When it comes time to file our personal tax returns, we all know the routine. Pretty well everyone looks for a way to reduce their tax bill or to increase their tax refund. There is always a chance that those much sought-after savings will come from an unexpected source. The Medical Expense Tax Credit is one example. It's possible that you have incurred expenses over the past year that you assumed were 'routine' but can actually earn you a heftier tax refund or reduce your tax bill. In other words, this credit can provide tax relief on items that may not appear to be medical expenses at first glance.
A person with impaired mobility can face housing costs that most of us do not. Those who qualify for the disability tax credit because of impaired mobility may be able to claim as medical expenses the cost of renovations to their current house or apartment that enable them to gain access or to be mobile within their home. If they build a new house, they may be able to claim the above average portion of their construction costs that are related to access and mobility. If they move to a house or apartment that is more accessible than their previous residence, they can claim up to $2,000 of their moving costs as medical expenses. Here are some examples of renovations and construction costs that can generally be claimed as medical expenses:
- Adding ramps for a person who cannot use stairs
- Widening halls and doorways to improve access to rooms
- Lowering kitchen and bathroom cabinets to make them accessible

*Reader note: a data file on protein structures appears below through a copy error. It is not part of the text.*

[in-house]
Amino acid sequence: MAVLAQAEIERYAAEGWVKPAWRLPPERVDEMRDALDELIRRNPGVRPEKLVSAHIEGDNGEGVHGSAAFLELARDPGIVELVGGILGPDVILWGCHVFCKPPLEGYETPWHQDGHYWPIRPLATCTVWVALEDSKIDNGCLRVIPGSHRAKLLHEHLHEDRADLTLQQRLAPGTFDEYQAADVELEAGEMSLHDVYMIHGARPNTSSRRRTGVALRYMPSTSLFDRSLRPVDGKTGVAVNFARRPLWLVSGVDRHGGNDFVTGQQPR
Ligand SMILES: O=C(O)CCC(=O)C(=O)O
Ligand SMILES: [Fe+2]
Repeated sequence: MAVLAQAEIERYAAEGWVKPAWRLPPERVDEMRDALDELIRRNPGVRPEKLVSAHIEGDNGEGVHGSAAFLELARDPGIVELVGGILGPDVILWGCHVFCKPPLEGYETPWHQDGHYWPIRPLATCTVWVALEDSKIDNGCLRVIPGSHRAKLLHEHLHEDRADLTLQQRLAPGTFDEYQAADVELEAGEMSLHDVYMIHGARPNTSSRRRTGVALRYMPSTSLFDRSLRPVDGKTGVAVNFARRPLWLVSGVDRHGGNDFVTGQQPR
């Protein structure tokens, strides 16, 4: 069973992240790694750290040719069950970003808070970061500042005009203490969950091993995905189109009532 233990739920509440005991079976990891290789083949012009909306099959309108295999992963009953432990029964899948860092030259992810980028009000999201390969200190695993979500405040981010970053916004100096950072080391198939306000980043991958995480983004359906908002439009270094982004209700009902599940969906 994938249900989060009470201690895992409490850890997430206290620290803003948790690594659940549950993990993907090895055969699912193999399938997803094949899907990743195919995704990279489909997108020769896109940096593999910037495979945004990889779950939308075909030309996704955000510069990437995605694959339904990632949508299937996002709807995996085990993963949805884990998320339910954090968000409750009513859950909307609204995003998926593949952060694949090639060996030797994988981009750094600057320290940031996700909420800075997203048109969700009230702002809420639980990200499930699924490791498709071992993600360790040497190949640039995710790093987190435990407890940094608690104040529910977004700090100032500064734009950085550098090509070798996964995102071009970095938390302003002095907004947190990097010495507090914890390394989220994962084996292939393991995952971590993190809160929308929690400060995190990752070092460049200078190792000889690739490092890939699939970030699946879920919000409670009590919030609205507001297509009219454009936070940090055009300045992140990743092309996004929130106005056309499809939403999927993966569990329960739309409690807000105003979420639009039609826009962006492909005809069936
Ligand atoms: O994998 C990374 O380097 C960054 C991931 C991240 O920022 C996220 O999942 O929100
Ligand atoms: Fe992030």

- Modifying the driveway to allow access to a bus
A person who suffers from a severe chronic respiratory or immune system disorder can also claim certain household costs as medical expenses. With a prescription they can claim the cost of the following items:
- An air filter, cleaner or purifier
- A water filter, cleaner or purifier (including a water softener)
- An electric or sealed combustion furnace that is replacing a furnace that is neither
- 50% of the cost of an air conditioner (maximum claim of $1,000)
Here are some other household costs that can be claimed as a medical expense if you have a prescription for them:
- Grab bars and other equipment to assist in the bathroom
- A stair lift chair
Generally, the cost of repairs and maintenance to these items can also be claimed as medical expenses. Not all medical expenses involve medications or treatment by a healthcare professional. The items above are just some examples of extraordinary medical expenses. If you have incurred costs relating to a medical condition or disability and aren't sure whether to claim them under the Medical Expense Tax Credit, be sure to discuss them with your tax advisor during preparation of your tax return.
Contributed by Kathleen Townshend, Consultant with MRSB Consulting Services
If you are a new board member with an organization, congratulations! You are no doubt putting your time and unique skill set toward a cause that you feel passionate about. This can be an exciting and challenging time.
Regardless of your previous board experience, receiving an orientation is a crucial part of starting your new role. Board orientation will provide you with the necessary information to prepare for your role so you feel comfortable and can maximize your contribution to the organization to whichyou have decided to commit your time. The key objectives of your board orientation should be to become familiar with the history of the organization, understand the roles and responsibilities of board members, introduce committees and volunteer guidelines, review the board material and get to know fellow board members. It is recommended that board orientation include all members (new and existing) and that it review some key areas: